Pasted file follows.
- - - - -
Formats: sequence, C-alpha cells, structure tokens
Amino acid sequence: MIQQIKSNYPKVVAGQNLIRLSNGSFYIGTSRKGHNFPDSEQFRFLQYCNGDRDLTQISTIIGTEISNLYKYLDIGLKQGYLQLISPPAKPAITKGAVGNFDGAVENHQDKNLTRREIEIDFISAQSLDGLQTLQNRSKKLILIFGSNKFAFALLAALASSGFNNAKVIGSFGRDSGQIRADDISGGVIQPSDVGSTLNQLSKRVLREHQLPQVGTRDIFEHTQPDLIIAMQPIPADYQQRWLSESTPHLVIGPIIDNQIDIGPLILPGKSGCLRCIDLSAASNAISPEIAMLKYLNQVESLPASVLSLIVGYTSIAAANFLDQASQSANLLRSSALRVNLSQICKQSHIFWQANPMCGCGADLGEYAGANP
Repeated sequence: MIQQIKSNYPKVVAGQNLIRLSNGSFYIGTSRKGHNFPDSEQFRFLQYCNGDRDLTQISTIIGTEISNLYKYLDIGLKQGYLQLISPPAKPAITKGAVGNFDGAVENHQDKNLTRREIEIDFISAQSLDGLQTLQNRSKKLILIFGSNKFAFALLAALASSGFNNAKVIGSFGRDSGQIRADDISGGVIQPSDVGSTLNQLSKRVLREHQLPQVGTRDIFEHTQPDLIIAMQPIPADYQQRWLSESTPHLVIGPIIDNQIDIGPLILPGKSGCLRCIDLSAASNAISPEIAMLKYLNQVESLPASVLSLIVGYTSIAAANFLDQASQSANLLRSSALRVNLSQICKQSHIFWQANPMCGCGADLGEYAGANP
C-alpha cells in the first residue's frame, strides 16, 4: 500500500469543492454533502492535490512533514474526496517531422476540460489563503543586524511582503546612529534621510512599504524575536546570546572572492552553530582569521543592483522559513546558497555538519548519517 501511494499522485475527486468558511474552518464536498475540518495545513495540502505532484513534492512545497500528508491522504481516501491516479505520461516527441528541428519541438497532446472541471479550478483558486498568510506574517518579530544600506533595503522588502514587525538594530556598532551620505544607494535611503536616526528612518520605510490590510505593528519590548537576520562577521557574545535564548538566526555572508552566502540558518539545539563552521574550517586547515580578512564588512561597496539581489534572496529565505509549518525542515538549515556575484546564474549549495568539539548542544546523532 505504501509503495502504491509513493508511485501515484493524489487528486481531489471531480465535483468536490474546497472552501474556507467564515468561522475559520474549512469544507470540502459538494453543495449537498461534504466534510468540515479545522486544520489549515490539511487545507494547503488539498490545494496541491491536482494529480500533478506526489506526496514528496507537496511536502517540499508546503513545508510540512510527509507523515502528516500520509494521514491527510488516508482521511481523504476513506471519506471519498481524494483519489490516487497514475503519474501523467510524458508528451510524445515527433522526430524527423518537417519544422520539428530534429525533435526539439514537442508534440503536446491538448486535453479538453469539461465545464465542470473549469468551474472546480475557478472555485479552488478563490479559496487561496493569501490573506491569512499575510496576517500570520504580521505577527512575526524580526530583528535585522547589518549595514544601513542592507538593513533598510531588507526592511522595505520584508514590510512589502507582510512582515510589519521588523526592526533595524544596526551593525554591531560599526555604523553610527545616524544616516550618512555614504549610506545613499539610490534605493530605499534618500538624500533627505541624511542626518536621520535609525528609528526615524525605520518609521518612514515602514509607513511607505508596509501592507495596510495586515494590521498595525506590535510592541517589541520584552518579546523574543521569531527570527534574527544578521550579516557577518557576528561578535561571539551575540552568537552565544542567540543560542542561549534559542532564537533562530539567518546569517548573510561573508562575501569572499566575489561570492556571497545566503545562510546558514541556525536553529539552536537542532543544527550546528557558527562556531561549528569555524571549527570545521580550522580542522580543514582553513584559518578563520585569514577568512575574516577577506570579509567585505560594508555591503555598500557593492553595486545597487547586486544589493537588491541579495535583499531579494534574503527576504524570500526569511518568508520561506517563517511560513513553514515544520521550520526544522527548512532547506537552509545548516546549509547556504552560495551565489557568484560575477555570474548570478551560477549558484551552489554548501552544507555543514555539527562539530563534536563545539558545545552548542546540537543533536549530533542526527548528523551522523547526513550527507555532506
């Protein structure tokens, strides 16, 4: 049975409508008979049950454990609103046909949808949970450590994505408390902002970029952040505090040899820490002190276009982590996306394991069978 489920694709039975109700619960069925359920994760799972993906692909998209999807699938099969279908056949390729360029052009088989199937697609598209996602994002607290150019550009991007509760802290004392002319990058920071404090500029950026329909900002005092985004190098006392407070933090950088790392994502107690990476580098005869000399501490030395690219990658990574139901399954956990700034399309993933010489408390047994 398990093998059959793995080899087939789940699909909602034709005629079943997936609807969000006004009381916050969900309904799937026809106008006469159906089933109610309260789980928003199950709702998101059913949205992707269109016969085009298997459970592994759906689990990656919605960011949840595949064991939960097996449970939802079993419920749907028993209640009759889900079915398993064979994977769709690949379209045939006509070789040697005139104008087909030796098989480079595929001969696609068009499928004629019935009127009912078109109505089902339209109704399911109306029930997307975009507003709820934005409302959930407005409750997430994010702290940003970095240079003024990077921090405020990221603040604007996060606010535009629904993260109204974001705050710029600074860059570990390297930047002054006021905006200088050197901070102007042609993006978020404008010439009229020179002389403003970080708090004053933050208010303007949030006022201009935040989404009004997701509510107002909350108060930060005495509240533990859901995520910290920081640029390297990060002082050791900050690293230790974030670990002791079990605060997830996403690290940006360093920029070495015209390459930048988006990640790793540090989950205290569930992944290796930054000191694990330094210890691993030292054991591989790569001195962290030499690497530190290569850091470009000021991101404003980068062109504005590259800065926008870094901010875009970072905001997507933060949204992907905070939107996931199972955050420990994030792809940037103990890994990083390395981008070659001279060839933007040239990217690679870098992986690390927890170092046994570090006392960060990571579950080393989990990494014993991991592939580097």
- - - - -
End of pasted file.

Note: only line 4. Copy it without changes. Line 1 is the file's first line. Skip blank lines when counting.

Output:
C-alpha cells in the first residue's frame, strides 16, 4: 500500500469543492454533502492535490512533514474526496517531422476540460489563503543586524511582503546612529534621510512599504524575536546570546572572492552553530582569521543592483522559513546558497555538519548519517 501511494499522485475527486468558511474552518464536498475540518495545513495540502505532484513534492512545497500528508491522504481516501491516479505520461516527441528541428519541438497532446472541471479550478483558486498568510506574517518579530544600506533595503522588502514587525538594530556598532551620505544607494535611503536616526528612518520605510490590510505593528519590548537576520562577521557574545535564548538566526555572508552566502540558518539545539563552521574550517586547515580578512564588512561597496539581489534572496529565505509549518525542515538549515556575484546564474549549495568539539548542544546523532 505504501509503495502504491509513493508511485501515484493524489487528486481531489471531480465535483468536490474546497472552501474556507467564515468561522475559520474549512469544507470540502459538494453543495449537498461534504466534510468540515479545522486544520489549515490539511487545507494547503488539498490545494496541491491536482494529480500533478506526489506526496514528496507537496511536502517540499508546503513545508510540512510527509507523515502528516500520509494521514491527510488516508482521511481523504476513506471519506471519498481524494483519489490516487497514475503519474501523467510524458508528451510524445515527433522526430524527423518537417519544422520539428530534429525533435526539439514537442508534440503536446491538448486535453479538453469539461465545464465542470473549469468551474472546480475557478472555485479552488478563490479559496487561496493569501490573506491569512499575510496576517500570520504580521505577527512575526524580526530583528535585522547589518549595514544601513542592507538593513533598510531588507526592511522595505520584508514590510512589502507582510512582515510589519521588523526592526533595524544596526551593525554591531560599526555604523553610527545616524544616516550618512555614504549610506545613499539610490534605493530605499534618500538624500533627505541624511542626518536621520535609525528609528526615524525605520518609521518612514515602514509607513511607505508596509501592507495596510495586515494590521498595525506590535510592541517589541520584552518579546523574543521569531527570527534574527544578521550579516557577518557576528561578535561571539551575540552568537552565544542567540543560542542561549534559542532564537533562530539567518546569517548573510561573508562575501569572499566575489561570492556571497545566503545562510546558514541556525536553529539552536537542532543544527550546528557558527562556531561549528569555524571549527570545521580550522580542522580543514582553513584559518578563520585569514577568512575574516577577506570579509567585505560594508555591503555598500557593492553595486545597487547586486544589493537588491541579495535583499531579494534574503527576504524570500526569511518568508520561506517563517511560513513553514515544520521550520526544522527548512532547506537552509545548516546549509547556504552560495551565489557568484560575477555570474548570478551560477549558484551552489554548501552544507555543514555539527562539530563534536563545539558545545552548542546540537543533536549530533542526527548528523551522523547526513550527507555532506